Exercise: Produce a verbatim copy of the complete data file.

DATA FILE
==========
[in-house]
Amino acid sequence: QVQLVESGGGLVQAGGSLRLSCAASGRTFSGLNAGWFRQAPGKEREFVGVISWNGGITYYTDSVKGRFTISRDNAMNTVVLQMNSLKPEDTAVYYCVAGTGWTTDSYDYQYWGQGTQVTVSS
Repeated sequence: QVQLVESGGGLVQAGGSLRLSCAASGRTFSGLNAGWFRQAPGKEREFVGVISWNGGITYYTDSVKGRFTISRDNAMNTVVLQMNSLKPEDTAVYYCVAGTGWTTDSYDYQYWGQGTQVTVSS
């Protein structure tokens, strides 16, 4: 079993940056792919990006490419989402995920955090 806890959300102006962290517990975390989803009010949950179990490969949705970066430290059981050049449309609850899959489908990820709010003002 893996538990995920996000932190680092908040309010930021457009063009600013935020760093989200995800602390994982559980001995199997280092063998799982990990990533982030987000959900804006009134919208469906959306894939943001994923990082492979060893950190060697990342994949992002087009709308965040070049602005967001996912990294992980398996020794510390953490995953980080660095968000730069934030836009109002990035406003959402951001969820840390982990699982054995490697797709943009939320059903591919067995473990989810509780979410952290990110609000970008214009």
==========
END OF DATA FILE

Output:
[in-house]
Amino acid sequence: QVQLVESGGGLVQAGGSLRLSCAASGRTFSGLNAGWFRQAPGKEREFVGVISWNGGITYYTDSVKGRFTISRDNAMNTVVLQMNSLKPEDTAVYYCVAGTGWTTDSYDYQYWGQGTQVTVSS
Repeated sequence: QVQLVESGGGLVQAGGSLRLSCAASGRTFSGLNAGWFRQAPGKEREFVGVISWNGGITYYTDSVKGRFTISRDNAMNTVVLQMNSLKPEDTAVYYCVAGTGWTTDSYDYQYWGQGTQVTVSS
């Protein structure tokens, strides 16, 4: 079993940056792919990006490419989402995920955090 806890959300102006962290517990975390989803009010949950179990490969949705970066430290059981050049449309609850899959489908990820709010003002 893996538990995920996000932190680092908040309010930021457009063009600013935020760093989200995800602390994982559980001995199997280092063998799982990990990533982030987000959900804006009134919208469906959306894939943001994923990082492979060893950190060697990342994949992002087009709308965040070049602005967001996912990294992980398996020794510390953490995953980080660095968000730069934030836009109002990035406003959402951001969820840390982990699982054995490697797709943009939320059903591919067995473990989810509780979410952290990110609000970008214009």